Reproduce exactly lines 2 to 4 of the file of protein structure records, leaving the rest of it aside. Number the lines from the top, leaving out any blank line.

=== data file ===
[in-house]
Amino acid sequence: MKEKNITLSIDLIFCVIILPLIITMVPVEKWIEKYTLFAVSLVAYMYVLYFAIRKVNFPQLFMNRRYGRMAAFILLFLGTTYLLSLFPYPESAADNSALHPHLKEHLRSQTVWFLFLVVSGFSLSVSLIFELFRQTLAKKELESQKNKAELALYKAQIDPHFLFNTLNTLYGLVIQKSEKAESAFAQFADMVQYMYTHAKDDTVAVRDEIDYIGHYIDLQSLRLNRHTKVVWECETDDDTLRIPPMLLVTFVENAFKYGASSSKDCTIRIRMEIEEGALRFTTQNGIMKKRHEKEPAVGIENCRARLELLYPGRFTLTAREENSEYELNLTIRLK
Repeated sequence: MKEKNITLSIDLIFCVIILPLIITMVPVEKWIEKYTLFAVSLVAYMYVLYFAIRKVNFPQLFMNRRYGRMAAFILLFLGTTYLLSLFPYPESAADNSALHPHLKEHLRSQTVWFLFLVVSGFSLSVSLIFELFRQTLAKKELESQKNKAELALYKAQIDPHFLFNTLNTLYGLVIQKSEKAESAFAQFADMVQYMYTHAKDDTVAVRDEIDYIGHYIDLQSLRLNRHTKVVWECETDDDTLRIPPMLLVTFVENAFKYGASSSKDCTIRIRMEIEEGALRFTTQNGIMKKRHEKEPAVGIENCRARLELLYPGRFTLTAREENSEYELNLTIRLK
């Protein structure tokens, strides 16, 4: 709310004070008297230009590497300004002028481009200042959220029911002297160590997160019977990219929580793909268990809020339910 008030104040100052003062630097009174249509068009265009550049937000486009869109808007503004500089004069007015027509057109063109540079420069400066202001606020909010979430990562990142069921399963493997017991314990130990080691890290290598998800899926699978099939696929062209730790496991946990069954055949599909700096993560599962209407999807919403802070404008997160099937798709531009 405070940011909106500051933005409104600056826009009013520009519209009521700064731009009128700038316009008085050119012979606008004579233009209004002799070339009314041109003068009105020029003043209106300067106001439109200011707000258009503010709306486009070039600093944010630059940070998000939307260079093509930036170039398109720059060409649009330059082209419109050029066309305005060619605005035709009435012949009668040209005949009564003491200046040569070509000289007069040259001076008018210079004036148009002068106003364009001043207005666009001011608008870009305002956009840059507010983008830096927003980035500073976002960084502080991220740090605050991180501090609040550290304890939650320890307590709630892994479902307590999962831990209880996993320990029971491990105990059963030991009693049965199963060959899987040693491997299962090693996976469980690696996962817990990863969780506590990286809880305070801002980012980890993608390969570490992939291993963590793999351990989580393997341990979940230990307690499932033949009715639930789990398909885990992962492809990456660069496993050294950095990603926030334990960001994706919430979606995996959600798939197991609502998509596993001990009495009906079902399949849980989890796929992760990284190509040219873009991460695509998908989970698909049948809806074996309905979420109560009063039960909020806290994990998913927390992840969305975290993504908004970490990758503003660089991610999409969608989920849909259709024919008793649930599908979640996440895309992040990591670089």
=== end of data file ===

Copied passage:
Amino acid sequence: MKEKNITLSIDLIFCVIILPLIITMVPVEKWIEKYTLFAVSLVAYMYVLYFAIRKVNFPQLFMNRRYGRMAAFILLFLGTTYLLSLFPYPESAADNSALHPHLKEHLRSQTVWFLFLVVSGFSLSVSLIFELFRQTLAKKELESQKNKAELALYKAQIDPHFLFNTLNTLYGLVIQKSEKAESAFAQFADMVQYMYTHAKDDTVAVRDEIDYIGHYIDLQSLRLNRHTKVVWECETDDDTLRIPPMLLVTFVENAFKYGASSSKDCTIRIRMEIEEGALRFTTQNGIMKKRHEKEPAVGIENCRARLELLYPGRFTLTAREENSEYELNLTIRLK
Repeated sequence: MKEKNITLSIDLIFCVIILPLIITMVPVEKWIEKYTLFAVSLVAYMYVLYFAIRKVNFPQLFMNRRYGRMAAFILLFLGTTYLLSLFPYPESAADNSALHPHLKEHLRSQTVWFLFLVVSGFSLSVSLIFELFRQTLAKKELESQKNKAELALYKAQIDPHFLFNTLNTLYGLVIQKSEKAESAFAQFADMVQYMYTHAKDDTVAVRDEIDYIGHYIDLQSLRLNRHTKVVWECETDDDTLRIPPMLLVTFVENAFKYGASSSKDCTIRIRMEIEEGALRFTTQNGIMKKRHEKEPAVGIENCRARLELLYPGRFTLTAREENSEYELNLTIRLK
């Protein structure tokens, strides 16, 4: 709310004070008297230009590497300004002028481009200042959220029911002297160590997160019977990219929580793909268990809020339910 008030104040100052003062630097009174249509068009265009550049937000486009869109808007503004500089004069007015027509057109063109540079420069400066202001606020909010979430990562990142069921399963493997017991314990130990080691890290290598998800899926699978099939696929062209730790496991946990069954055949599909700096993560599962209407999807919403802070404008997160099937798709531009 405070940011909106500051933005409104600056826009009013520009519209009521700064731009009128700038316009008085050119012979606008004579233009209004002799070339009314041109003068009105020029003043209106300067106001439109200011707000258009503010709306486009070039600093944010630059940070998000939307260079093509930036170039398109720059060409649009330059082209419109050029066309305005060619605005035709009435012949009668040209005949009564003491200046040569070509000289007069040259001076008018210079004036148009002068106003364009001043207005666009001011608008870009305002956009840059507010983008830096927003980035500073976002960084502080991220740090605050991180501090609040550290304890939650320890307590709630892994479902307590999962831990209880996993320990029971491990105990059963030991009693049965199963060959899987040693491997299962090693996976469980690696996962817990990863969780506590990286809880305070801002980012980890993608390969570490992939291993963590793999351990989580393997341990979940230990307690499932033949009715639930789990398909885990992962492809990456660069496993050294950095990603926030334990960001994706919430979606995996959600798939197991609502998509596993001990009495009906079902399949849980989890796929992760990284190509040219873009991460695509998908989970698909049948809806074996309905979420109560009063039960909020806290994990998913927390992840969305975290993504908004970490990758503003660089991610999409969608989920849909259709024919008793649930599908979640996440895309992040990591670089």